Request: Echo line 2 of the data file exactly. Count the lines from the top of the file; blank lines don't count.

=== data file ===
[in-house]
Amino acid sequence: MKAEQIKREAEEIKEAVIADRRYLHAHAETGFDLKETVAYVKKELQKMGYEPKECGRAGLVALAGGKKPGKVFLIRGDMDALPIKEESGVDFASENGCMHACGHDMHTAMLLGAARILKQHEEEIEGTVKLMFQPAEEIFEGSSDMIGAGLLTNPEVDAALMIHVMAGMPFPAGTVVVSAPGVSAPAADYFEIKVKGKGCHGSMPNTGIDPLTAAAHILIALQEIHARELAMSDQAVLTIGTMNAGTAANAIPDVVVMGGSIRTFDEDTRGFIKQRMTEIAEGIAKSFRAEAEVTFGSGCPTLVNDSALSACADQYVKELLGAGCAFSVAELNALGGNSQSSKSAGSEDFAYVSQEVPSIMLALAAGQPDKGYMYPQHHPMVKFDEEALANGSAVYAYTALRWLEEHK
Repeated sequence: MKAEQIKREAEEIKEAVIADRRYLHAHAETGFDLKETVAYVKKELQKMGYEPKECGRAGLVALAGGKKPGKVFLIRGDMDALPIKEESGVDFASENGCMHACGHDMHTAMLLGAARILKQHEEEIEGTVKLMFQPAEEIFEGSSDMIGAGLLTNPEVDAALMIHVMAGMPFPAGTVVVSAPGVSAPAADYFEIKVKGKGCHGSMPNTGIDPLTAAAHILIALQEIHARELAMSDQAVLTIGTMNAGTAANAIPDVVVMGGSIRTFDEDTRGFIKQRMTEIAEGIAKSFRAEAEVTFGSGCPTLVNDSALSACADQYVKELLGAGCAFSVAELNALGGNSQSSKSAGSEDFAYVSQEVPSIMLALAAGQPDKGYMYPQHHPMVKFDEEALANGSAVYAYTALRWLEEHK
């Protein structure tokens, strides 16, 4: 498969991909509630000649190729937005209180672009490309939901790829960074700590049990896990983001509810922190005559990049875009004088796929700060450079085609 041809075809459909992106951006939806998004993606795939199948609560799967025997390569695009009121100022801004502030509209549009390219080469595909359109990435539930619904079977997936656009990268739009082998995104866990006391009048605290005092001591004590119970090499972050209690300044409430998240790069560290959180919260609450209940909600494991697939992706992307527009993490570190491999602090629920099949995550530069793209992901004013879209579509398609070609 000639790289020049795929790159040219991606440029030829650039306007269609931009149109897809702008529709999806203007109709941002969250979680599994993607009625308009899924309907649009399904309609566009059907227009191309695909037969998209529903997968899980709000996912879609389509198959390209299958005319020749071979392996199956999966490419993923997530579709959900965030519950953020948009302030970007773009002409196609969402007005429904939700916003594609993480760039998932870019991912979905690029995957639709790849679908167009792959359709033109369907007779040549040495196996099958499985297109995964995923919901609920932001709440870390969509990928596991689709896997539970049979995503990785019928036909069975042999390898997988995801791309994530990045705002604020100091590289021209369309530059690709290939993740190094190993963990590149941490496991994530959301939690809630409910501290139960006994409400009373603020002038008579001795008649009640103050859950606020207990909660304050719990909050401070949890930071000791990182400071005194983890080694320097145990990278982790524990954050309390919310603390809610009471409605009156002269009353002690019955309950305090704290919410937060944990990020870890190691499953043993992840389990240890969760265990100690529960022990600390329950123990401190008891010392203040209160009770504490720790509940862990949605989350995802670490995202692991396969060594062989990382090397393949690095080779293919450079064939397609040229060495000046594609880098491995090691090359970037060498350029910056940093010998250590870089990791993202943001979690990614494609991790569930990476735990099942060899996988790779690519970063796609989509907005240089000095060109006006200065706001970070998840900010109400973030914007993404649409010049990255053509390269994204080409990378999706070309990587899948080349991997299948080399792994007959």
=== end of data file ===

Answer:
Amino acid sequence: MKAEQIKREAEEIKEAVIADRRYLHAHAETGFDLKETVAYVKKELQKMGYEPKECGRAGLVALAGGKKPGKVFLIRGDMDALPIKEESGVDFASENGCMHACGHDMHTAMLLGAARILKQHEEEIEGTVKLMFQPAEEIFEGSSDMIGAGLLTNPEVDAALMIHVMAGMPFPAGTVVVSAPGVSAPAADYFEIKVKGKGCHGSMPNTGIDPLTAAAHILIALQEIHARELAMSDQAVLTIGTMNAGTAANAIPDVVVMGGSIRTFDEDTRGFIKQRMTEIAEGIAKSFRAEAEVTFGSGCPTLVNDSALSACADQYVKELLGAGCAFSVAELNALGGNSQSSKSAGSEDFAYVSQEVPSIMLALAAGQPDKGYMYPQHHPMVKFDEEALANGSAVYAYTALRWLEEHK